Unlike food, trends in cocktails seem to be a little longer lasting. Maybe it’s the influence of television or the movies or music, but here are my suggestions for the iconic drink of each of the last few decades.
The 60s: The Martini
Okay this is early to mid-60s I’ll admit, and probably reflects more my memory of television in the 60s. (Remember Darrin coming home for a martini in Bewitched? Or Mary Tyler Moore handing Dick Van Dyke a martini after work?) Men and women were always enjoying a martini and yet no one ever seemed to get drunk.
The 70s: Beer
All that disco dancing made us thirsty and before we really knew or worried about calories it was easy to have a beer.
The 80s: The Margarita
It wasn’t just in Florida that we were getting wasted away on margaritas – it was
everywhere. Whether it was the Jimmy Buffett song or pure escapism, Margaritas were exotic, adventurous and delicious.
The 90s: The Cosmopolitan
Sex in the City, the HBO hit TV show of the 90s made every girl want to be hip and fun like those girls in New York ordering cosmos. It helped that a cosmopolitan was sweeter than Dad’s old martini, and more sophisticated than that salt moustache you’d get from a margarita.
2000 -2010: Wine
New California wines suddenly made drinking wine a patriotic thing to do, and when Australia starting producing low-cost, terrific wines (with a new fast-aging procedure which sped up aging by 30 years) wine bars took the place of regular bars. Not only could you show your individuality through your wine choice, but have a whole conversation just about wine.
2010: The Mojito
I nominate the mojito for the drink of this decade. The mojito was Ernest Hemingway’s drink of choice in a Havana bar called La Bodeguita del Medio. But until recently, the mojito was overshadowed by the more popular margarita and the daiquiri, which are much sweeter than a mojito.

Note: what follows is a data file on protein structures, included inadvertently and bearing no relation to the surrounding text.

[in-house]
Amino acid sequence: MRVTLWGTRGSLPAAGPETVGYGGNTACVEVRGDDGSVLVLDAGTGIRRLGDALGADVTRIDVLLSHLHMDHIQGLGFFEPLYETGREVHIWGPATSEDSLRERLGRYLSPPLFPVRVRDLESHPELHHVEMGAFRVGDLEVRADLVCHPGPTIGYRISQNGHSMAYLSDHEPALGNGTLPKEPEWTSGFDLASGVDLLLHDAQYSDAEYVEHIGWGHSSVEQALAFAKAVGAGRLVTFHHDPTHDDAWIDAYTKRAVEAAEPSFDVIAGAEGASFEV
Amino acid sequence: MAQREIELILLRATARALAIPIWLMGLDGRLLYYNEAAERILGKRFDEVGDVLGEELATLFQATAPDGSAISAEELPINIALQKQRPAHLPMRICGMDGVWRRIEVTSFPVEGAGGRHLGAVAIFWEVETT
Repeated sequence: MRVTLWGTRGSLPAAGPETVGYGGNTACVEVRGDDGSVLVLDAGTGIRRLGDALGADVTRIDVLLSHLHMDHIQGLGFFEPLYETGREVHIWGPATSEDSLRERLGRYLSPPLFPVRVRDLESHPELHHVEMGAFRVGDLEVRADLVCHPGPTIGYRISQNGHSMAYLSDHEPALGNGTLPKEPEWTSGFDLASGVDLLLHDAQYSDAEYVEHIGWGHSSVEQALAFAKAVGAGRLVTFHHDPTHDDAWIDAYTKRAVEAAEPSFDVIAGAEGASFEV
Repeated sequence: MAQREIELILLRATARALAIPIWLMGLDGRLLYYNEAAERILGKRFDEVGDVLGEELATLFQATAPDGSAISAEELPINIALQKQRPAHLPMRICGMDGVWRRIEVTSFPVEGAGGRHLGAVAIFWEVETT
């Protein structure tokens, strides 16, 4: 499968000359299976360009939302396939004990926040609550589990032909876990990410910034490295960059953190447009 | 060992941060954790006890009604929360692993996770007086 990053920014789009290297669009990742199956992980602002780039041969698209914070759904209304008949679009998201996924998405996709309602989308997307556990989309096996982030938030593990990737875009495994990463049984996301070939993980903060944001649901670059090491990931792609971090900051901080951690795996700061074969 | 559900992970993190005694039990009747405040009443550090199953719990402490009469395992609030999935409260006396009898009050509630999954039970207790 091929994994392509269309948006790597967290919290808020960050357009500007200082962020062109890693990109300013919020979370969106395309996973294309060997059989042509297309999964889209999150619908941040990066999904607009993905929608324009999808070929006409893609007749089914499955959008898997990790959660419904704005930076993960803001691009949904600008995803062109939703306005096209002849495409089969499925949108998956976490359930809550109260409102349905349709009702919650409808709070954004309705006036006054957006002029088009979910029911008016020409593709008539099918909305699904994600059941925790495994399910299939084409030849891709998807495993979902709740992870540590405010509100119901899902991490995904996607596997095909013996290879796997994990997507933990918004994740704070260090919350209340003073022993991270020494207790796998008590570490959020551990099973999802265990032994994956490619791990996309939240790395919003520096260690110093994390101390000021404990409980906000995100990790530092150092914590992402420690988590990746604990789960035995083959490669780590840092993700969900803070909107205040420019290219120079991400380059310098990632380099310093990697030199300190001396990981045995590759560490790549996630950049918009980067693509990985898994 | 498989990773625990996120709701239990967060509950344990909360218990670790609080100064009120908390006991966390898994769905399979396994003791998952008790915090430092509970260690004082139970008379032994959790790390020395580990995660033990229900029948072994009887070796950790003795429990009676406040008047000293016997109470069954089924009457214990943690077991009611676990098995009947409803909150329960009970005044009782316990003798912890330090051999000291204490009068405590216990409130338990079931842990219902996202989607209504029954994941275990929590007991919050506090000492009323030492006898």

No longer an obscure Miami cocktail, the mojito is now popular worldwide. This summer I tried mojitos in Canada, Greece, Turkey and France. Not only did everyone serve mojitos, they had slight variations on our classic lime and mint combination using brown sugar, agave nectar, or lemons instead of limes.
What I love about the mojito is that it’s never the same twice. Every bartender makes even the classic mojito slightly differently (basic recipe is lime, mint, soda water, simple syrup, rum or vodka). So from drink to drink, bar to bar, you never know quite what you’ll get. But at the same time, it’s always fixable to your liking. Too sour? –ask for some more syrup. Too sweet?—add some lime. And one mojito can last you all night. Order a sparkling water on the side and just keep topping up your mojito as the night goes on. Okay the flavor diminishes a bit but your head feels better the next day….Yes there are varieties of the mojito – a watermelon mojito, strawberry mojito, but I love the classic.